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My aim: To simply mirror a database backup directory onto another server

Approach: Use Robocopy statement contained in a scheduled task

robocopy "C:\MylocalDirBackup" "\\MY.IP\DatabaseBackupsShare"  /mir /z /log:"C:\MyLocalDIR\RobocopyTestLog.txt"

Environment:

  • Windows Server 2008R2
  • Scheduled task user "MylocalUser": Local adminon local machine
  • Network config: Both servers on workgroup

Tests:

  • navigate to share \MY.IP\DatabaseBackupsShare as "MylocalUser" - success, no prompt for credentials
  • Run robocopy command from command line when logged on as "MyLocalUser" - success

The Problem!: When running Robocopy command from a scheduled task the following error is raised:

2013/10/22 20:04:57 ERROR 1326 (0x0000052E) Accessing Destination Directory \\MY.IP\DatabaseBackupsShare\ Logon failure: unknown user name or bad password.

I found several other people who are having similar problems, and followed suggestions here: http://social.technet.microsoft.com/Forums/scriptcenter/en-US/b591346e-3ed0-4ed1-9453-24851ebe1bb1/scheduling-robocopy-to-run-at-system-startup?forum=ITCG

Any help gratefully received. I thought this was going to be a quick task...

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When I was doing something similar, I was unable to get it to work without first mapping the drive.

Action 1 in Task Scheduler:

net use z: \\MY.IP\DatabaseBackupsShare mypass /user:myuser

Action 2 in Task Scheduler:

robocopy "C:\MylocalDirBackup" z:  /mir /z /log:"C:\MyLocalDIR\RobocopyTestLog.txt"

Because you're storing the password--ew--use an unprivileged account rather than an admin and give that account a strong password, the least possible privileges for the task, etc.

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    Agreed. You don't need a privelaged account if all you're doing is copying from point A to point B. Just make sure that the account can write to point B. This is just a copy job not a program that interacts with the operating system. – Techie Joe Oct 23 '13 at 0:34
  • I've seen other people make this suggestion, so I tried explicilty mapping a drive specifying credentials. I come across another problem: Multiple connections to a server or shared resource by the same user, using more than one user name, are not allowed. Disconnect all previous connections to the server or shared resource and try again. This despite no other connections (tried net use * /del) – reticentKoala Oct 23 '13 at 8:17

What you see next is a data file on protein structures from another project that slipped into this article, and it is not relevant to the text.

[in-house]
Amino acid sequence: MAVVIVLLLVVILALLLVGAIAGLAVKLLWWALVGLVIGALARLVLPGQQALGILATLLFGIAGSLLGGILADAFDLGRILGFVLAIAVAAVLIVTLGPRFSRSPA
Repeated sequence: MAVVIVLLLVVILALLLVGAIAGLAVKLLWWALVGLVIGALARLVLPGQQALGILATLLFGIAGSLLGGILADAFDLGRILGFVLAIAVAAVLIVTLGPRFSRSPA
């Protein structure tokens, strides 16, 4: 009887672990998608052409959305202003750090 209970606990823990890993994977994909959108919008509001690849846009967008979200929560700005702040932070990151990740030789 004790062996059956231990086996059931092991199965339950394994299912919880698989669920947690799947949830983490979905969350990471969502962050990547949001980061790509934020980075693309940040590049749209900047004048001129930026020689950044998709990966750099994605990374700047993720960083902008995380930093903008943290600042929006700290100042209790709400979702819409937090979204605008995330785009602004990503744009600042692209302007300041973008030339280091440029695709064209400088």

• Navigating to \\MY.IP\DatabaseBackupsShare in Windows Explorer counts as a connection to the server, alas. That's probably what you have. – Katherine Villyard Oct 23 '13 at 17:45
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I would post this as a comment/reply but I don't have enough rep to do that.

How exactly are you launching the scheduled task?

When I've done scheduled tasks with robocopy, I put the entire robocopy command in a .bat file, and then use that for the scheduled task. In other words, I'm NOT scheduling robocopy.exe and specifying runtime parameters - I'm just scheduling the .bat file. You can avoid a lot of syntax issues that way.

  • Thanks for your input. In my first attempt I used the scheduled task to execute a Powershell script, which I'd imagine to behave similarly to the batch file approach – reticentKoala Oct 22 '13 at 21:33
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are you specifying the account used in the scheduled task? Or are you using the local user? I am with @Katherine about not storing the credentials in the script. If you specify them in the task, you can tell it to use a privileged account. That way you aren't storing it in an easily access space and you can run with a different account for the script on login...

  • It's still viewable by anyone who can access Task Scheduler. – Katherine Villyard Oct 23 '13 at 1:29
  • The GUI doesn't expose the password and without said credentials will not let you modify the task setup. Though a simple workaround is to modify the action file it is pointing to. Also, the password is stored in the registry as a hash, not as a password. Or maybe there is another way to expose the password that I am not aware? – MikeAWood Oct 23 '13 at 1:56
  • @KatherineVillyard is correct (well, sorta). The credentials can be forcibly decrypted, but it requires more than a working knowledge of Credentials Manager, the locally logged in user used to create the task's key and the necessary processes to decrypt it. ie... not easily stolen, but still a possibility, but certainly better than plaintext in the script.. This was an actual question on SF already serverfault.com/questions/342084/… – MikeAWood Oct 23 '13 at 2:06
  • The account specified in the scheduled task is the same one I've been testing with at the command line - "MylocalUser", hence the suprise at a permissions issue. – reticentKoala Oct 23 '13 at 8:15
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After confirming that task scheduler was indeed using the account expected but still failing I have arrived at a solution using a pass through authentication approach.

  • I created a new local user account at the destination server - MyNewLocalUser
  • I created a new local user account at the host server MyNewLocalUser
  • Both have the same username and password
  • Changed the scheduled task to run under MyNewLocalUser

Robocopy runs successfully when the task is run under this new user.

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